Monday, March 16, 2009

The Devil's Rain

...but gee isn't this a unique little horror film (and a helluva way to spend a Monday afternoon, much better than marking student papers). It involves a Satanist battling for control over the souls of his followers in an old-west style town -- one which seems transparently to be the set for a very different film, bein' used after-hours, perhaps. It was made with the participation of the Church of Satan; Anton LaVey even has a cameo! Roger Ebert revealed a lot more of himself than he should have when calling this film "dull" - though his review is amusing to read indeed, and will provide you a fairly accurate, if spoiler-rich, sketch of the story. Dunno about you, but for me, calling The Devil's Rain - it has its own Wikipedia entry! - dull is like calling Bosch's The Garden of Earthly Delights (images also used for the opening credits of the film, so they are hardly irrelevant) "a bit flat." (What's a polite term for a "failure of the imagination?").

Or maybe Ebert just doesn't like watching people melt as much as I do? I like this Braineater review of the film much much more. (I must investigate Braineater's site further. No connection to Jim Cummins is presumed). I mean, how many movies have you seen Ernest Borgnine, John Travolta, Ida Lupino, and WILLIAM SHATNER - William Shatner! - melting in? (And most of 'em have their eyes put out, too!). Ebert complains about how long the melting takes, but for a true horror/ gore fan, that's kinda like complaining after sex that your orgasm lasted too long. Someone should take a stopwatch to the melting sequences in this and compare them to, say, those in The Incredible Melting Man - a terrible film redeemed (if at all) by the poignant, sad, and, er, existentially redolent final dissolution of the titular character (who was on the first ever issue of Famous Monsters I bought, as I recall, back when I was in elementary school). It's quite possible the melting in The Devil's Rain takes longer than the melting in that film. It's certainly attached to a much better, more inventive, more creepily provocative film (even if the main question provoked is a sincerely baffled "What the fuck am I watching?").

I gotta see if Stephen Thrower mentions it in Nightmare USA...


ammacinn said...

Very interesting: in the director's commentary for the film, Robert Fuest - of The Abominable Dr. Phibes fame - reveals that the screenwriters and executive producer, Sandy Howard, played a huge role in shaping this film. Howard was apparently the one who wanted lots of shots of people melting - Fuest, whom Howard apparently hand-picked for the job based on his past filmwork, says that the melting goes on too long, in his opinion - he doesn't seem very enthusiastic about it. He also speaks of complaining to the producers and writers of how the plot had holes in it (compared to, he says, "Dickensian narrative" - his framework is perhaps rather different from that of most US horror fans, one sees - as is that of his interrogator, who refers to Vincent Price, in Fuest's previous Phibes films, as having a "camp" presence - referencing, apparently, issues of gender - while saying this is not the case with William Shatner). Producer and screenwriters alike reassured him constantly that it was fine, though he persists in saying the film confuses him now. It DOES exist somewhat in the realm of the meta-movie, presuming a great deal of familiarity with certain narrative codes - things true genre buffs don't need to have explained, that are irrelevant to the delivery of both meaning and satisfaction... But it hardly confuses me.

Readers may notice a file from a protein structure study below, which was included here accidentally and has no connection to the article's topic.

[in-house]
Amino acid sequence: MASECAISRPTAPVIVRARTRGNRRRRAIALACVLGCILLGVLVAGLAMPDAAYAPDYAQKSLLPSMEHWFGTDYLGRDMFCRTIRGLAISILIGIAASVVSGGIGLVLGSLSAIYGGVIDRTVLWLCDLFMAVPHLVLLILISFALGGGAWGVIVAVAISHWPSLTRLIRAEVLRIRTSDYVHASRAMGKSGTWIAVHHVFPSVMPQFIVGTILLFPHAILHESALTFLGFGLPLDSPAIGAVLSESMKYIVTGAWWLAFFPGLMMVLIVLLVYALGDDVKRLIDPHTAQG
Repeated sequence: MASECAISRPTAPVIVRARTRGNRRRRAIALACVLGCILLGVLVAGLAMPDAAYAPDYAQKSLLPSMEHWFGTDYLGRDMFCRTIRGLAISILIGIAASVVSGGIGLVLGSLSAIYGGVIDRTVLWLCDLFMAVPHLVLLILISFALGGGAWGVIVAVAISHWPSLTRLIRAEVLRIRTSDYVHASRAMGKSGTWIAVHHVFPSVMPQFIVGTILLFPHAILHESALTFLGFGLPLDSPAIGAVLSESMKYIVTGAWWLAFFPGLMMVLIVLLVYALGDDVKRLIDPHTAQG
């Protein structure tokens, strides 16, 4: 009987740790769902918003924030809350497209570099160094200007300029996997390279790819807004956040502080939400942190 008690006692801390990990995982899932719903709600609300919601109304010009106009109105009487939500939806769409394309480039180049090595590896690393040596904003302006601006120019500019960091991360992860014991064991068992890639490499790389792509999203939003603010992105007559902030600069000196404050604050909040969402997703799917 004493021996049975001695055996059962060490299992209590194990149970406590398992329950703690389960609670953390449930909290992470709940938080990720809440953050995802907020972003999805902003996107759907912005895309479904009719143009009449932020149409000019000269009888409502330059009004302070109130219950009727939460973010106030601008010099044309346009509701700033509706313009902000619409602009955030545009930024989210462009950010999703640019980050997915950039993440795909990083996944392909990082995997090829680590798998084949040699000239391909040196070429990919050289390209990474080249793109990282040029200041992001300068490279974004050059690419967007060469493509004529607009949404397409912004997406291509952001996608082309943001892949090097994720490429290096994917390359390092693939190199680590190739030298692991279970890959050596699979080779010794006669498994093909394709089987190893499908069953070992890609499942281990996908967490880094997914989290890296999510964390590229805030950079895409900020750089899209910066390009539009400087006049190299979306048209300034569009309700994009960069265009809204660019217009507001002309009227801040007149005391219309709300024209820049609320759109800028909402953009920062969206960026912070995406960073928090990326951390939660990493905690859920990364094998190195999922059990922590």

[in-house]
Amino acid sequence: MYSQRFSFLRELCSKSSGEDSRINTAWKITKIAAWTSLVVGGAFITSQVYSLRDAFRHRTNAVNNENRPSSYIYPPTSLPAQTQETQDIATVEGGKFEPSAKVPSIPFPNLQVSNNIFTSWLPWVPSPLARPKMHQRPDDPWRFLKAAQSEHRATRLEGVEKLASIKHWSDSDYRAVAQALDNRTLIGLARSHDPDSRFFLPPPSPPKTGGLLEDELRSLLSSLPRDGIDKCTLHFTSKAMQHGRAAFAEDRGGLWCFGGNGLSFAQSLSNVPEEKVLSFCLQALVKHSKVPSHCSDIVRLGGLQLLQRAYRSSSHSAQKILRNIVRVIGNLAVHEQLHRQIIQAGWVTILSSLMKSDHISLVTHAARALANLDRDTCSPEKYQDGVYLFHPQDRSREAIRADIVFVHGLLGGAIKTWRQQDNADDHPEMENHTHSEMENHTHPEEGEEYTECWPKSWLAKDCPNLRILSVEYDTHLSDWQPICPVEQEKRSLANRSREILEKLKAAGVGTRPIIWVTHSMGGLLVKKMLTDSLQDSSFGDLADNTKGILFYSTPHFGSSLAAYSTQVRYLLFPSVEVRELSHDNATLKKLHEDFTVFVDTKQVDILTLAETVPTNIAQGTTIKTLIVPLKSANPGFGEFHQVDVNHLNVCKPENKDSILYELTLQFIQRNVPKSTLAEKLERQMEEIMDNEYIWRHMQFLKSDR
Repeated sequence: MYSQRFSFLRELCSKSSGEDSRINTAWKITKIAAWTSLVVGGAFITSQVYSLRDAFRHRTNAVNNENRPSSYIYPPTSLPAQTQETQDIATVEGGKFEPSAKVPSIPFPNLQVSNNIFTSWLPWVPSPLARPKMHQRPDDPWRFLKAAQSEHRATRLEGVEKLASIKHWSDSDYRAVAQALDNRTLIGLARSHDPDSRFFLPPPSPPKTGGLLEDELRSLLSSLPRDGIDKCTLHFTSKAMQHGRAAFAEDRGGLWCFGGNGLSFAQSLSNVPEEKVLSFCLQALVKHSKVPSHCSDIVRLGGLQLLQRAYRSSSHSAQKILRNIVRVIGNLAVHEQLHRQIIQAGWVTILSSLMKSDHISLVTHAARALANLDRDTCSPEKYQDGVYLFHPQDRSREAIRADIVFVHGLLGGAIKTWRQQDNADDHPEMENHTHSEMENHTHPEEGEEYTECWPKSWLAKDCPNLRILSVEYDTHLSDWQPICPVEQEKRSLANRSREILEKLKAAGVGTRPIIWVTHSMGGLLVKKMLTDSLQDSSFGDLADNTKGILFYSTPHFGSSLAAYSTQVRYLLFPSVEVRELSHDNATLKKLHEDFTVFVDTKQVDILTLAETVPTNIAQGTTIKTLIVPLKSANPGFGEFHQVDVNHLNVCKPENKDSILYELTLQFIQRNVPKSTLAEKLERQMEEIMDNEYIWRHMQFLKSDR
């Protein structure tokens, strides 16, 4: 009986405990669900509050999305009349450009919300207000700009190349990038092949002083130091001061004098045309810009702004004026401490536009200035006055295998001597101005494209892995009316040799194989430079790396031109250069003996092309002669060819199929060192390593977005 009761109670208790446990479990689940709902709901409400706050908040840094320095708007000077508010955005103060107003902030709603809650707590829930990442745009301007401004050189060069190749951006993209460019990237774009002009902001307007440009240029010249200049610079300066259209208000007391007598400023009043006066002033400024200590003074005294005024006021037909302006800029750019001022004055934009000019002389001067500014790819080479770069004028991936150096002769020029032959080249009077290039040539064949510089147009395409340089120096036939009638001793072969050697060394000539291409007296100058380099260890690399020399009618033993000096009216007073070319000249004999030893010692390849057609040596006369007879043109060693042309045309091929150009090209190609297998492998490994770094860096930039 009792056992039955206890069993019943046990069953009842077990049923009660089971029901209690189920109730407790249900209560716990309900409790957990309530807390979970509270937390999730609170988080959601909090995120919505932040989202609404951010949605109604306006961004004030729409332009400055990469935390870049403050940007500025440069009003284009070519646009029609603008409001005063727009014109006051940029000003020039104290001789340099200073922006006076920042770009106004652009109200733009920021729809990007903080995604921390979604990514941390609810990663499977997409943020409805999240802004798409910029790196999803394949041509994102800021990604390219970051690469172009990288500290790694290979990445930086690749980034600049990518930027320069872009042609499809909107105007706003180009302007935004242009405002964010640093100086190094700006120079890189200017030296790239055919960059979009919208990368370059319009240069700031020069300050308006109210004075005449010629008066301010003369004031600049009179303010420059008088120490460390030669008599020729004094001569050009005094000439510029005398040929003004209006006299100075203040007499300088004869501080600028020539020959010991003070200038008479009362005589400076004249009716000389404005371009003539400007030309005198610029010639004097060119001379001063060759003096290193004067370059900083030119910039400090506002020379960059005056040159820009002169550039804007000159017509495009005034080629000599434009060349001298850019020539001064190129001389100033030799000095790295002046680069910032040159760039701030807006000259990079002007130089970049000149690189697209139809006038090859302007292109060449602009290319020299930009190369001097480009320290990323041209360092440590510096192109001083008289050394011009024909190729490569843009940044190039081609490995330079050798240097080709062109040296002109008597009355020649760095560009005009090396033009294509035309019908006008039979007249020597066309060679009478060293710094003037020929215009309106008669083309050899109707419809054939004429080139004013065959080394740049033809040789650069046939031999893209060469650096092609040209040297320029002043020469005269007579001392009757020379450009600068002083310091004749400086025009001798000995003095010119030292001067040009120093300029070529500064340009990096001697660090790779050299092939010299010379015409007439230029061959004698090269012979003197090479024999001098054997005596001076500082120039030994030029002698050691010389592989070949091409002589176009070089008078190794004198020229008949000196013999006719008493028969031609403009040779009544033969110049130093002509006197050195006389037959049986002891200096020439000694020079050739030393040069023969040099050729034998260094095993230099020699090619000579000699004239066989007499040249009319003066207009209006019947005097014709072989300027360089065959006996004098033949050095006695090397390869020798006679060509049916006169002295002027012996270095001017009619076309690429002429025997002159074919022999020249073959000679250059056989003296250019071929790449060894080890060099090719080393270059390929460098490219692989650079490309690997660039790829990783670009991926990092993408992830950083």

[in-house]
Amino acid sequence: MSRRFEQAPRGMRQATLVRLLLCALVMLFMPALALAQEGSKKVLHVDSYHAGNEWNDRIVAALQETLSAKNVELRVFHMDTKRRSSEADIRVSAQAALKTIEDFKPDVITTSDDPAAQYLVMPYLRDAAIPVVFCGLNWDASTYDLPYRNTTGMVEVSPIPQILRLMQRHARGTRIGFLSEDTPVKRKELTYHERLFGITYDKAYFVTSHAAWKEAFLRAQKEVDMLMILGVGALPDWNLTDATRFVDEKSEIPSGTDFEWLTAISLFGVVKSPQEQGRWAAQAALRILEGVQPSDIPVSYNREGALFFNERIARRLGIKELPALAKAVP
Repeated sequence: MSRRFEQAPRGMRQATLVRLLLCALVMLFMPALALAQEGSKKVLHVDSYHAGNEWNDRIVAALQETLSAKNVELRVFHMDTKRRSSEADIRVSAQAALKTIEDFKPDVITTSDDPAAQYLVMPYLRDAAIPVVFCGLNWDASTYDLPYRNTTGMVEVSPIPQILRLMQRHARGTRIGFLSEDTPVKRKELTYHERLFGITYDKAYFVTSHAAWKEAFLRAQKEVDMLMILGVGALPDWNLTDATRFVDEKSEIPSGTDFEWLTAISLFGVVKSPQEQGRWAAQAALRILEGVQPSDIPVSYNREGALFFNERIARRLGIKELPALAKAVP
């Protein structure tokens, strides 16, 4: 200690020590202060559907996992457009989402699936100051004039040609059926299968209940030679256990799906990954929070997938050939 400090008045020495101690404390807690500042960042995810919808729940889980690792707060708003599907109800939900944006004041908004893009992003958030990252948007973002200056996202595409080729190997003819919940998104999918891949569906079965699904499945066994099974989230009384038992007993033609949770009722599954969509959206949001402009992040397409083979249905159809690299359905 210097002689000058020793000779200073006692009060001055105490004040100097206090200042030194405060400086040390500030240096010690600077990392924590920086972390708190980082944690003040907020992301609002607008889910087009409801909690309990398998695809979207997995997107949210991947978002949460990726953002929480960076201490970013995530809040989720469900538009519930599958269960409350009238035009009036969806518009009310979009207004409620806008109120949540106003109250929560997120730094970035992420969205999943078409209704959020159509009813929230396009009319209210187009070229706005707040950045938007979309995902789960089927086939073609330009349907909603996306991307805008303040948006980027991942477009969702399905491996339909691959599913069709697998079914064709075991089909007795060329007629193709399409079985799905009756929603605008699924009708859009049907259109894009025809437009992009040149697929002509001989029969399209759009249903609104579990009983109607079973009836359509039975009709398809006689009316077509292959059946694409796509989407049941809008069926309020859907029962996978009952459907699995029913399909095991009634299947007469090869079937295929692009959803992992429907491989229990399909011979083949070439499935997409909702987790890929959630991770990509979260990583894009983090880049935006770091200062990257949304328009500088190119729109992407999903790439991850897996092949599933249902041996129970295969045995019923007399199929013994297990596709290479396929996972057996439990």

More on Sandy Howard at IMDB:

He has his hands in many shock films I have enjoyed (CIRCLE OF IRON, VICE SQUAD)... and is listed as the American director for the US release of the Japanese GAMERA, which, I think, the clever Braineater fellow manages to tie in, for those of us who are paying attention...

ammacinn said...

That should be "shlock" films, of course, not "shock."

By gender, I mean gender-presentation; Price presents in a less stereotypically "masculine" way than Shatner. This in no way makes Shatner the less campy of the two, by me. But perhaps I misunderstand "camp..."